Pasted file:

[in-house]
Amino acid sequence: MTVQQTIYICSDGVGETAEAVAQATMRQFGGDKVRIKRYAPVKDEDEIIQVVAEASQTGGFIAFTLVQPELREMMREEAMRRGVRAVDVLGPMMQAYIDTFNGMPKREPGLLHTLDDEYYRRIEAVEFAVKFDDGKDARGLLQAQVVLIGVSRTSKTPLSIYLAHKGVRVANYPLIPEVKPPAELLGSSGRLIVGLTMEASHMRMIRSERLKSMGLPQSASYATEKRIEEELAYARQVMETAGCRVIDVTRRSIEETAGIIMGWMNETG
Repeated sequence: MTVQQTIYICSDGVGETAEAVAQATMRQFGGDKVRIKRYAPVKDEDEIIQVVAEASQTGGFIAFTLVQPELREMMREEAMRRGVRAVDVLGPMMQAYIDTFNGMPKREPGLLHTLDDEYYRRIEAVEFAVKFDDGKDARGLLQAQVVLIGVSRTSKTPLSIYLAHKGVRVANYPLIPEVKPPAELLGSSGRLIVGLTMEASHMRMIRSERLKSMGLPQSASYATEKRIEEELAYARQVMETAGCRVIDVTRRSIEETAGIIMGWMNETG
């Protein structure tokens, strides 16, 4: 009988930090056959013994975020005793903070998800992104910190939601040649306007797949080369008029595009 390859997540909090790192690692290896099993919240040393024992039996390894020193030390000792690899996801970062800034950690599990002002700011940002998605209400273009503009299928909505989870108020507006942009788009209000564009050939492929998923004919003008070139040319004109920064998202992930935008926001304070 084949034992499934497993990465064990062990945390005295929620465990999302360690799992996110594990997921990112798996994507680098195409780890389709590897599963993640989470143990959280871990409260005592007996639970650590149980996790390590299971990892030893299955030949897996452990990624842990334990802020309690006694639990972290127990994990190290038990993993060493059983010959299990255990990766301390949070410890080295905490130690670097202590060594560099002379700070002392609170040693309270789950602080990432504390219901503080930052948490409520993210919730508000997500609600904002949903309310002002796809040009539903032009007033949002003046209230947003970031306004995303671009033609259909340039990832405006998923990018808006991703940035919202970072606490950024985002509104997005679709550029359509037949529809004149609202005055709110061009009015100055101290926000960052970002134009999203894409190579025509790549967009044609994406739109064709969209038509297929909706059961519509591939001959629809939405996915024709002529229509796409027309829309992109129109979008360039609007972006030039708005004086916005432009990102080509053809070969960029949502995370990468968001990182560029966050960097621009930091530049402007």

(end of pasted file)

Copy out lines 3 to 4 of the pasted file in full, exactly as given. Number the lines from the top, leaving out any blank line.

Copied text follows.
Repeated sequence: MTVQQTIYICSDGVGETAEAVAQATMRQFGGDKVRIKRYAPVKDEDEIIQVVAEASQTGGFIAFTLVQPELREMMREEAMRRGVRAVDVLGPMMQAYIDTFNGMPKREPGLLHTLDDEYYRRIEAVEFAVKFDDGKDARGLLQAQVVLIGVSRTSKTPLSIYLAHKGVRVANYPLIPEVKPPAELLGSSGRLIVGLTMEASHMRMIRSERLKSMGLPQSASYATEKRIEEELAYARQVMETAGCRVIDVTRRSIEETAGIIMGWMNETG
């Protein structure tokens, strides 16, 4: 009988930090056959013994975020005793903070998800992104910190939601040649306007797949080369008029595009 390859997540909090790192690692290896099993919240040393024992039996390894020193030390000792690899996801970062800034950690599990002002700011940002998605209400273009503009299928909505989870108020507006942009788009209000564009050939492929998923004919003008070139040319004109920064998202992930935008926001304070 084949034992499934497993990465064990062990945390005295929620465990999302360690799992996110594990997921990112798996994507680098195409780890389709590897599963993640989470143990959280871990409260005592007996639970650590149980996790390590299971990892030893299955030949897996452990990624842990334990802020309690006694639990972290127990994990190290038990993993060493059983010959299990255990990766301390949070410890080295905490130690670097202590060594560099002379700070002392609170040693309270789950602080990432504390219901503080930052948490409520993210919730508000997500609600904002949903309310002002796809040009539903032009007033949002003046209230947003970031306004995303671009033609259909340039990832405006998923990018808006991703940035919202970072606490950024985002509104997005679709550029359509037949529809004149609202005055709110061009009015100055101290926000960052970002134009999203894409190579025509790549967009044609994406739109064709969209038509297929909706059961519509591939001959629809939405996915024709002529229509796409027309829309992109129109979008360039609007972006030039708005004086916005432009990102080509053809070969960029949502995370990468968001990182560029966050960097621009930091530049402007």